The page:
Then we have Rachel Pirzad (Velma) – Synesthesia: able to enhance her senses, possibly one at a time, but definitely at the expense of the others. This is hinted as the reason she can’t keep a man. No clue why they threw that in there. For example, they had a scene where she was enhancing her vision to find something at a suspect’s apartment and she couldn’t hear her partners calling to tell her that the suspect was returning and might catch her there if she didn’t get out quickly. Going back over the show a second time. I realize now that she’s supposed to be of Persian descent, maybe. I don’t really know. That’s part of my problem with her character casting. It took me a minute to figure that one out because I missed her last name the first time around. I thought she was either Latin-American/Hispanic or South Asian. The neighborhood where they show her for the first time is racially ambiguous and had an Anytown, USA type feel to it. She’s Plain Jane, not as good looking as the white woman in the bunch but not busted either. Her character while highly intelligent has a respectable ability with a ginormous flaw, but she is forgettable and blends in with the background noise. Can’t have her competing with the lead white lady.
Speaking of background noise, we have Gary Bell (Scrappy Doo). The high-functioning autistic kid who can see ALL electromagnetic wavelengths. General consensus from all I spoke to who watched the pilot is that this kid is JUST as annoying as Scrappy Doo was, if not more so. I can’t really agree with that. I mean the kid has autism, which if you didn’t know, is a mental condition, present from early childhood, characterized by great difficulty in communicating and forming relationships, and in using language and abstract concepts. Lamely ironic that he is able to see all types of communications. The actor is doing his best Rain Man impression, but is apparently failing and is not quite as endearing as Raymond Babbitt. He’ll get better as an actor over time. Maybe.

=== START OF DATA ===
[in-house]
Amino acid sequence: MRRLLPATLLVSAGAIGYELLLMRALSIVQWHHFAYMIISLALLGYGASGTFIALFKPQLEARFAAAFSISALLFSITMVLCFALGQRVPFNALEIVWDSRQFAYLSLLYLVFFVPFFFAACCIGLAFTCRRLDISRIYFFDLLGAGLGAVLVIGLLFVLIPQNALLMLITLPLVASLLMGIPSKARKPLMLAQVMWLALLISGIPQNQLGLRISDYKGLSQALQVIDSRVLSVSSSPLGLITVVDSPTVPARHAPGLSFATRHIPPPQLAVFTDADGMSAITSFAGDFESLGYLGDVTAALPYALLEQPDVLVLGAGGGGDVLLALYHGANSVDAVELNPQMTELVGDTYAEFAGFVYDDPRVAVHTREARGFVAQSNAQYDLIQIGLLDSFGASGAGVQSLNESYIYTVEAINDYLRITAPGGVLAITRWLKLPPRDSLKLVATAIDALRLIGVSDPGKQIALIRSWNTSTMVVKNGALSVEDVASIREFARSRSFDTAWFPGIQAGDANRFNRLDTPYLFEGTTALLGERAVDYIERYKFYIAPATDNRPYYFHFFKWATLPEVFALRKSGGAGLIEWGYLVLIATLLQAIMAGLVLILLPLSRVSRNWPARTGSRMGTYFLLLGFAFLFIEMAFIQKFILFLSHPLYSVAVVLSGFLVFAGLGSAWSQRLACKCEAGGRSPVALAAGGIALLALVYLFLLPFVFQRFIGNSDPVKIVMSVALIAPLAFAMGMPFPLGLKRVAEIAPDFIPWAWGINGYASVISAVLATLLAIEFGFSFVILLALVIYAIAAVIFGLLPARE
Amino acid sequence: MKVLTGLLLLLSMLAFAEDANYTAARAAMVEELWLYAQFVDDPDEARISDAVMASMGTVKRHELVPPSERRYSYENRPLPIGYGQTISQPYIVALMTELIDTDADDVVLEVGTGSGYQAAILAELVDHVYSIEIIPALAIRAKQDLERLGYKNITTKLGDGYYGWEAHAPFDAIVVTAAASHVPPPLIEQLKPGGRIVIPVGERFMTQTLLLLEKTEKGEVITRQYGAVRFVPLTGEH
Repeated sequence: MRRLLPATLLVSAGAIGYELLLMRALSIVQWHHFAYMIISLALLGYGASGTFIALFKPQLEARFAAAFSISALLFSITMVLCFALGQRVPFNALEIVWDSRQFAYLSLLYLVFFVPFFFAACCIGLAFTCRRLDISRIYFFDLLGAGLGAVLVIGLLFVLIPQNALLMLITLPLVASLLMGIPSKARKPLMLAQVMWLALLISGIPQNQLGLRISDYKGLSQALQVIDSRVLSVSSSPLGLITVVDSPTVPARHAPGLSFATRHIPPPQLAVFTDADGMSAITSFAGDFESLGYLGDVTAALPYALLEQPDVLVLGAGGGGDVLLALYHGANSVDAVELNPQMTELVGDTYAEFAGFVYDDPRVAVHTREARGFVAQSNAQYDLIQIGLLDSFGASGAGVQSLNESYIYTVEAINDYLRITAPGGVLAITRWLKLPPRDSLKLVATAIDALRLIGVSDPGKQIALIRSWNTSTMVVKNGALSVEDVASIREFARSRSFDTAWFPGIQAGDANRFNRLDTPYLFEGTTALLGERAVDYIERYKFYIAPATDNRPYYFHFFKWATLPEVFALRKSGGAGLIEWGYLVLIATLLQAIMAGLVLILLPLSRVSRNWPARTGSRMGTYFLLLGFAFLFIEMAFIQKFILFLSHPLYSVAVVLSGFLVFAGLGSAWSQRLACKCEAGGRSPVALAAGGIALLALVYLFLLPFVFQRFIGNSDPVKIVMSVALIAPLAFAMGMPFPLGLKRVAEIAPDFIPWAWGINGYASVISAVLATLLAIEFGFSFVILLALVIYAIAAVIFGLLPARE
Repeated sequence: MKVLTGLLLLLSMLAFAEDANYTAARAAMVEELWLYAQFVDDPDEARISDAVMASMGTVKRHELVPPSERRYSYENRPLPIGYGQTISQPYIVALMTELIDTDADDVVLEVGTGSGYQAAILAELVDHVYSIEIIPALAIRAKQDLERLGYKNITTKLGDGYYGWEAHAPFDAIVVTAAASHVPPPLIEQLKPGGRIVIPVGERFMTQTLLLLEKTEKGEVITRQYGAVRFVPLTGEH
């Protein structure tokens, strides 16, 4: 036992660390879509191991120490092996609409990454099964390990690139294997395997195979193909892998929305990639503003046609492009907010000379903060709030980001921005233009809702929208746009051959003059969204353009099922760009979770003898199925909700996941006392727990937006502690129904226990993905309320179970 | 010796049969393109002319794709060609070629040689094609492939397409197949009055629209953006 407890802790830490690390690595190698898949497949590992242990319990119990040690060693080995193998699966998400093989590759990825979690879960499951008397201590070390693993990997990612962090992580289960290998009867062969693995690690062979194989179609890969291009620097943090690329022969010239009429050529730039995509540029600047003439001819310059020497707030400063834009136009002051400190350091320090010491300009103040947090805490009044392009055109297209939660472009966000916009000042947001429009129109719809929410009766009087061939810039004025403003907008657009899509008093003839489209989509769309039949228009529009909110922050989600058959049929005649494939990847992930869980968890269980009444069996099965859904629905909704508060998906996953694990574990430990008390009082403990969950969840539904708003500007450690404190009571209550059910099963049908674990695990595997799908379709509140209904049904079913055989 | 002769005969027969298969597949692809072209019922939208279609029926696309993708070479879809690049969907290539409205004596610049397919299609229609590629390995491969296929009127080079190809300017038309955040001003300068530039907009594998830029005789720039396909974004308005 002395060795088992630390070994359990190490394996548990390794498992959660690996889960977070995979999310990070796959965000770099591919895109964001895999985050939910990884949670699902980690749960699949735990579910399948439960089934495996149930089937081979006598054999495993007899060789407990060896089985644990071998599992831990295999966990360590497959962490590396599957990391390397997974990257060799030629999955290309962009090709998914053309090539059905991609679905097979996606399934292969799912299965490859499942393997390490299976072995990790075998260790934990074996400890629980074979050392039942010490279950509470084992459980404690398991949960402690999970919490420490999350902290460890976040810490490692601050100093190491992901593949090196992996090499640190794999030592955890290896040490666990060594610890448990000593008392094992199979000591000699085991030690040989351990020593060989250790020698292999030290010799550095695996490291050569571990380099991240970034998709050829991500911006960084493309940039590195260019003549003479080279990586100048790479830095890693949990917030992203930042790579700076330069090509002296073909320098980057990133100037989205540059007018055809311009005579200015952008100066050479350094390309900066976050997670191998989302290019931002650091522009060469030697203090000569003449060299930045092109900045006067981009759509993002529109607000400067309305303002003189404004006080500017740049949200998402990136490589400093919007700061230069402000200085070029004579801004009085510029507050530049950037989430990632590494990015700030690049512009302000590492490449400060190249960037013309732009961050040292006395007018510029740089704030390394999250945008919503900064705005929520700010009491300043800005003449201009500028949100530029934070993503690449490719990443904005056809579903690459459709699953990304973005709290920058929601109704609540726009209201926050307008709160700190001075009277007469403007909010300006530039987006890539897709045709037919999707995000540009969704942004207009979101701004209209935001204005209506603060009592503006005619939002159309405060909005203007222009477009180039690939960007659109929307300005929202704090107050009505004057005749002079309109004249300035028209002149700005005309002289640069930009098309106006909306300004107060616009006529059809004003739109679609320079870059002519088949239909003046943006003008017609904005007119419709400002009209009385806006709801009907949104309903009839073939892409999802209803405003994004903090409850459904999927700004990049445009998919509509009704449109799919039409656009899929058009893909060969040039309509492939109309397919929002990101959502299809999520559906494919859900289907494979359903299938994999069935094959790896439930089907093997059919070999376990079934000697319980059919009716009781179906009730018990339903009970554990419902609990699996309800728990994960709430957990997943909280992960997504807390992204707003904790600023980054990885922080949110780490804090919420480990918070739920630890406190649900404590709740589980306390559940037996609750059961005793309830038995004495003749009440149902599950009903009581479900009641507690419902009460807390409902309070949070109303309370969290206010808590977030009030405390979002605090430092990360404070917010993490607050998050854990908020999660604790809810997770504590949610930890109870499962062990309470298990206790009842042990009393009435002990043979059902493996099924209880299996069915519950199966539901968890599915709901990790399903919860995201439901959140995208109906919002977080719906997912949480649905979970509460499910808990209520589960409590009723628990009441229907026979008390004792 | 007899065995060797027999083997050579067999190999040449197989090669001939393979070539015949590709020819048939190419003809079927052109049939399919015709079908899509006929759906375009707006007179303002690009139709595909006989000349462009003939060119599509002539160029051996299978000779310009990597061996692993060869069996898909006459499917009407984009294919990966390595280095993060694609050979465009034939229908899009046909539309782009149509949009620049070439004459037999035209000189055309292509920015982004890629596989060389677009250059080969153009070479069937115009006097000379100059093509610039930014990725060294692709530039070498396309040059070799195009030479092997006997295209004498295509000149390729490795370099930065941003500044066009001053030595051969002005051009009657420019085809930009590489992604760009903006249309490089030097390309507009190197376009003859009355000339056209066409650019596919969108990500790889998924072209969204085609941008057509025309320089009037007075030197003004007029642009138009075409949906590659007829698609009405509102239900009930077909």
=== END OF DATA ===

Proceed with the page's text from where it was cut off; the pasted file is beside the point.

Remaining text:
Tying it all together is the doctor (Shaggy), who appears to be a psychiatrist. A Hippy with massive amounts of money as evidenced by his posh house. The father figure, since most of our group of specials need one and mentor I guess. He’s the glue that binds the group together and gives them their mysteries to solve. The doctor is also the liaison for the huge TV cliché. I mean the shady government guy (SGG). That role is probably the only role that is perfectly cast, being played by the guy who played Leoben from Battlestar Galactica.
He tells the viewer, through the doctor that the Alphas, a group of people with special gifts/powers/abilities are back in play. Doc calls them extremists, SGG calls them terrorists, potato poTAHto we’ve got to find them and stop them, yadda yadda yadda. Even though he’s the first we see on screen, we don’t find out that Cameron Hicks (Fred) is an actual Alpha until half-way through the show. Hyper-kinesis according to the show is “extraordinary balance, perfect aim, and synchrony between thought and action”. He’s not really part of the team either as he just wants to find out who it was that manipulated him into killing. Fred would be on his merry way to jail for murder, if the doctor hadn’t intervened and blackmailed him into staying on board because he’s exactly what the team needs and vice-versa.
With plenty of good examples of characters that don’t fit a particular mold, Hollywood continually defaults to this kind of crap. Why are they afraid of trying something different? I will continue to watch to find out who this “Alpha Group” is and what they want. In the meantime I can ignore the fact that our merry band of special detectives roll around town in their very own Mystery Machine.